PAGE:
So he returned to Andijân and to a boy’s life of study and sport. The saintly Kâzi was his tutor, and kept the boy to his Al-jabr (algebra) and Arabic, and abstruse dialectic dissertations on the nature of the Kosmos. There were not many books to be read in Andijân, but Babar knew them all. He had the Epic of Kings almost by heart, and used to regret there were not more details about the great Jamsheed with his wonderful divining cup; Jamsheed who reigned with might, whom the birds, and beasts, and fairies, and demons obeyed; Jamsheed of whom it was written “and the world was happier for his sake and he too was glad.” That was something like a King!

And Babar learnt also, in a rude, unrefined way, all the accomplishments of a Turkhi nobleman. He could strum on the lute, bawl a song fairly, and play with singlestick to admiration. The latter was Kâsim’s care; Kâsim who was the best swordsman in the kingdom and who used to quarrel with the Kâzi as to whether the young student’s strongest point was fencing, or the fine nastalik hand-writing in which Babar excelled.

As for sport, the snow falling early brought the deer down to the valleys; and the undulating country about Andijân was always full of wild fowl, while pheasants by the score were to be shot in the skirts of the mountains.

The boy was growing fast and in his lambskin coat worn with the fleece inside, the soft tanned shammy leather without all encrusted by gold-silk embroidery to a supple strength that kept out both cold and sabre cuts, he looked quite a young man; and his high peaked cap of black astrachan to match the edgings of his coat and bound with crimson velvet suited his bright animated face.

Dearest-One admired him hugely.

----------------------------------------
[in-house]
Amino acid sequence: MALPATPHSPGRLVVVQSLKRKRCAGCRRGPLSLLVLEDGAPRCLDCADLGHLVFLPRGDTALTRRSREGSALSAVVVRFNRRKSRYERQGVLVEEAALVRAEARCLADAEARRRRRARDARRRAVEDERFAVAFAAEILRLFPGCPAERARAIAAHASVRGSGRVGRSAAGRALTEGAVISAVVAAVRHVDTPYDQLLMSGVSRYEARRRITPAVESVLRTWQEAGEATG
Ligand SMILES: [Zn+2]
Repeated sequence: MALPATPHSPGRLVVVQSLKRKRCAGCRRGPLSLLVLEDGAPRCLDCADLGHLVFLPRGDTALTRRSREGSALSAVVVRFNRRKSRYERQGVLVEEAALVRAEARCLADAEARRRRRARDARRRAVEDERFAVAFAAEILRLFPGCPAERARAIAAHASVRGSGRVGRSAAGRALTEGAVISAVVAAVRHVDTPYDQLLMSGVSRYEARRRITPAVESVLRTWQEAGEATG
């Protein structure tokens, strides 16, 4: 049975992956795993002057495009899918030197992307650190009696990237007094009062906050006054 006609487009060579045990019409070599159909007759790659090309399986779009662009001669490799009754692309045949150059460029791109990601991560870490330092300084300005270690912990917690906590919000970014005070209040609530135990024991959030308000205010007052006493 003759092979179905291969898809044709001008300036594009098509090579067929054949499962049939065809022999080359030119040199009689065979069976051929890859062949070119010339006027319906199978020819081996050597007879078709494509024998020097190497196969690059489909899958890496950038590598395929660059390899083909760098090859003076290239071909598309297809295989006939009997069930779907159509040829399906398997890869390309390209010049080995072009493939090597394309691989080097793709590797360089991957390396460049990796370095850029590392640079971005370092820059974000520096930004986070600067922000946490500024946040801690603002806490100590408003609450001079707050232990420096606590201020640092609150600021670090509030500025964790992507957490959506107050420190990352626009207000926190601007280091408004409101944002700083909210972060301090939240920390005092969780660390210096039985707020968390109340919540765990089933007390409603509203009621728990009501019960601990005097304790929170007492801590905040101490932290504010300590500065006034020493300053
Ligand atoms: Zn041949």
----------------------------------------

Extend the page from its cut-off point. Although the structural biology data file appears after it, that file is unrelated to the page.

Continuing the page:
“I would the court painter were not a fool,” she said regretfully as he came in one day from the chase and held up for her inspection a cock minâwul pheasant all resplendent in its winter plumage. “But he cannot see. When he paints thee he makes thee all as one with Timur Shâh and Ghengis Khân—on whom be peace—but I want thee.”

In truth it needed a better artist than Andijân held to do justice to the fire which always leapt to the boy’s face when beauty such as the iridescent bird’s struck a spark from his imagination and made the whole world blaze into sudden splendour.

“Baisanghâr might do it likely,” replied Babar thoughtlessly; “he hath a quaint turn with his brush that is not as others; and he said he would love to paint thy portrait—” he broke off suddenly, aware that this was a subject which had better not have been introduced. But, indeed, there seemed a fate that he should always talk of Baisanghâr to his sister. Could it be her fault? He looked at her with boyish reproach, but the girl’s face was lit up with smiles and dimples.

“Aye! he said that. Did he say more after I had gone? Tell me, brotherling.”

But he walked off in dignified fashion with the cock pheasant. His sister thought too much of Baisanghâr. And it was time she married.

He talked to his mother quite seriously about it, and she met his anxiety by the calm remark:

“Why should she not marry Baisanghâr?”

Why not, indeed, now he came to think of it. Somehow it had not occurred to him before. But when he suggested it to his sister she met him with a storm of tears. She was never going to marry. She was going to be a sainted canoness and pray for her brother. Why could he not leave her alone; and Cousin Baisanghâr also, who apparently was of the same mind, since, though he was nigh nineteen, he had never taken a wife. And, if it came to weddings, was it not high time that he, Babar, King of Ferghâna, bethought himself of bringing his betrothed home? That would procure festivities enow, if that was what he was wanting.

From which deft shaft in the enemy’s camp, Babar fled precipitately. The very idea irked him; he had no time for such nonsense. In fact he wearied even of the three loving women who insisted upon consulting him by day and by night.

But ere the winter was over yet another messenger of death arrived, and this one made the boy-King feel like a caged young eagle longing for his first flight.

Wicked Uncle Mahmûd after disgusting Samarkand for six months with his unbridled licentiousness and tyranny, until great and small, rich and poor, lifted up their heads to heaven in supplications for redress, and burst out into curses and imprecations on the Mirza’s head, had, by the judgment that attends on such crime, tyranny, and wickedness, died miserably after an illness of six days.

The women wept, of course, though old Isân-daulet’s tears were considerably tempered by smiles at her own prophetic powers. Had she not said that both the men who dared to attack the apple of her eye, young Babar, would suffer? And so they had. And now . . .